PCS condemns meeting with government minister over pay dispute as “total farce”

Katie Neame
© BasPhoto/Shutterstock.com

Public and Commercial Services union general secretary Mark Serwotka has declared that his union will “look to escalate our action further” following a meeting with the government that he condemned as a “total farce”.

The PCS announced on Wednesday that as many as 100,000 members will take part in a one-day strike on February 1st, in what the union said will be the “largest civil service strike for years”.

Union representatives met with cabinet minister Jeremy Quin this morning to discuss the ongoing dispute with the government, which relates to pay, pensions, redundancy terms and job security.

Commenting following the talks, Serwotka said: “This meeting was a total farce. Despite being well-trailed by the government as a chance to resolve the crisis, it was nothing of the sort, because the minister had nothing to offer.

“He didn’t deny our members were being offered less than anyone else. He didn’t deny tens of thousands of our members only get a pay rise because of the rise in the national minimum wage, but he refused to give us a pay rise now.

“Despite all we told him, despite knowing the alternative would be sustained industrial action, he still refused to budge, saying he could only talk about 2023/24.”

The PCS announced in November that its ballot for strike action in the civil service received an average ‘yes’ vote of 86.2% across the areas balloted – the highest in the union’s history. Approximately 100,000 civil servants are thought to have voted in favour of strike action.

A total of 126 employer areas voted in favour of strikes and met the 50% turnout threshold legally required for industrial action. The one-day strike in February will involve members in all employer areas where the turnout passed that threshold.

PCS members working in the Border Force, Rural Payments Agency and National Highways took part in strike action in December, along with driving test examiners.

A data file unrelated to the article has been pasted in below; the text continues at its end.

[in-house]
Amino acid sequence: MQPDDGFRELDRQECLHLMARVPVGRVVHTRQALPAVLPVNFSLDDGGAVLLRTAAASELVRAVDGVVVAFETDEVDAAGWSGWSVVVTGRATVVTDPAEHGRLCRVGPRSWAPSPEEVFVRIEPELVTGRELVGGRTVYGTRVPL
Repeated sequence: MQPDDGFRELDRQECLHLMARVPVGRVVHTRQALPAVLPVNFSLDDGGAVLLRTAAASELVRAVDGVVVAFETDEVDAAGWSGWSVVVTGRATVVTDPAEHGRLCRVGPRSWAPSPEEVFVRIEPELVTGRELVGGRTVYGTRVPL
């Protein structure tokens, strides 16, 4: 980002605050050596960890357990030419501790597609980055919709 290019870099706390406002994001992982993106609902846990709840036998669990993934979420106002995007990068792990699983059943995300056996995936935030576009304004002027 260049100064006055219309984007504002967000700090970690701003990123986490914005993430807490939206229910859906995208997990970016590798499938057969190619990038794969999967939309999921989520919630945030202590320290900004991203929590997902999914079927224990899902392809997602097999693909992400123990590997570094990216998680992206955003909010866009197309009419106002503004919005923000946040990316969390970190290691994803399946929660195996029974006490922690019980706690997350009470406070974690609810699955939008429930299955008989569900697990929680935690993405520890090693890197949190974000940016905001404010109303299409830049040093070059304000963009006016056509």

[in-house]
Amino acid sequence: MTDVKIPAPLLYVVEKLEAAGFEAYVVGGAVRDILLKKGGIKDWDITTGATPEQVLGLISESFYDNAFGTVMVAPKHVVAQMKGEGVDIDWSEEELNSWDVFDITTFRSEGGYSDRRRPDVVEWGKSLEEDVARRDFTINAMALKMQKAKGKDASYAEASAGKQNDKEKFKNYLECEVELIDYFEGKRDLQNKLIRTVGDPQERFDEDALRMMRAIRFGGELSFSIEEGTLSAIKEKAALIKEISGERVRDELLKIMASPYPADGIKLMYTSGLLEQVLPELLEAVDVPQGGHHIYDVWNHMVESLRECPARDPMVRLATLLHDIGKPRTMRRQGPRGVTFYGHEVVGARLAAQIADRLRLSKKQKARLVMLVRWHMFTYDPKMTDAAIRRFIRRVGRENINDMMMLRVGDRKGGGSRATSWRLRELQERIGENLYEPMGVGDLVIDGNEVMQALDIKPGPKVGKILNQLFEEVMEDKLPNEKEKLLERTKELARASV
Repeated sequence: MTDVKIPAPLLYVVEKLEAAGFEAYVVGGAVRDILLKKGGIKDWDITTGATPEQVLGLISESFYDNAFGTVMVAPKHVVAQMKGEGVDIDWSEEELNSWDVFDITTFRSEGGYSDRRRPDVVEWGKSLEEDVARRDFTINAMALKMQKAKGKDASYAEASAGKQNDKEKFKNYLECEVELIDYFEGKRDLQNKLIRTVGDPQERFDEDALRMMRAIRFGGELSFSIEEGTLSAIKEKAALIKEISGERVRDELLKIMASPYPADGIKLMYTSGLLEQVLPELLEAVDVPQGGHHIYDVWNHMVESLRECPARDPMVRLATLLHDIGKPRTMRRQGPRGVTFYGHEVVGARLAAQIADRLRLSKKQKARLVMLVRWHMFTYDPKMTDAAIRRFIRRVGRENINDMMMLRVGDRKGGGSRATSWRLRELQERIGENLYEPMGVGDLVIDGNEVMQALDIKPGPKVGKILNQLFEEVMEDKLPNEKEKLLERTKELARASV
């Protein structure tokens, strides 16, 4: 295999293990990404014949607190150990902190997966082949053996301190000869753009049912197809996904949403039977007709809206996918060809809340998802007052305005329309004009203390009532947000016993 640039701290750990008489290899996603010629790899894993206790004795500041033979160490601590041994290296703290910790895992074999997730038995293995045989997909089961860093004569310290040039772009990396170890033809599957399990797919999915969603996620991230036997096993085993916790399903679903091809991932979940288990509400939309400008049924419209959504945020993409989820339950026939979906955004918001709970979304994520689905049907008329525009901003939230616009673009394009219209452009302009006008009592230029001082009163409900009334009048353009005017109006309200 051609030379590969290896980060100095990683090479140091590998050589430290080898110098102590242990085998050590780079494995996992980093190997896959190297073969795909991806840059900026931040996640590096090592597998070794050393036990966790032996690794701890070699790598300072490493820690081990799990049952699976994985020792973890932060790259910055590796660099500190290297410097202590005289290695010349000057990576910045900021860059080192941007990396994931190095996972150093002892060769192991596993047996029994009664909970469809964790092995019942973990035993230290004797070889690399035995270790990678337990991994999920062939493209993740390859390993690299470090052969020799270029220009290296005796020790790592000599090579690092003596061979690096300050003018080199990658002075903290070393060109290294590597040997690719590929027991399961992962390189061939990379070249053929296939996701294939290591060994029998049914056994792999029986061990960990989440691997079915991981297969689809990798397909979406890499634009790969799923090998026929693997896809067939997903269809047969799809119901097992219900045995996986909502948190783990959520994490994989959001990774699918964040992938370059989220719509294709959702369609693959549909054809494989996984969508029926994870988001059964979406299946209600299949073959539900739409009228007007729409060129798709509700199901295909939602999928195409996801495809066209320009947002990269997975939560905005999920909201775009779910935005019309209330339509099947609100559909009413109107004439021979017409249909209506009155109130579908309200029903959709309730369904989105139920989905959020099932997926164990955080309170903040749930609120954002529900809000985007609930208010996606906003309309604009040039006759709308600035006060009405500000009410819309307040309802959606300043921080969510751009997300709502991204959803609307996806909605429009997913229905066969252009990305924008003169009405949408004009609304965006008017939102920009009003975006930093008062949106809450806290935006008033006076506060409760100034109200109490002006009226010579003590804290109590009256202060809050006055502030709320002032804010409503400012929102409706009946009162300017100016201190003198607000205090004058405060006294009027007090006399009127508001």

Serwotka said today: “We will not stand by and watch our members be condemned to low pay. We’ve tried talking, but it appears the only option open to us is to force them to change their mind, and the only way we can do that is to escalate our strike action.

“Because of the minister’s refusal to help us now, the one-day strike we announced yesterday will go ahead as promised on February 1st, and we shall look to escalate our action further, calling more members out on more strikes until the government listens to us.”

The strike will coincide with the TUC’s national ‘protect the right to strike’ day, announced earlier this week. The union body said events will take place across the country in protest against the government’s new anti-strike legislation.

Announcing the TUC’s national ‘protect the right to strike’ day, general secretary Paul Nowak said: “On February the 1st, we will hold events across the country against this spiteful new bill – which is unworkable and almost certainly illegal.

“We will call on the general public to show support for workers taking action to defend their pay and conditions, to defend our public services and to protect the fundamental right to strike.”

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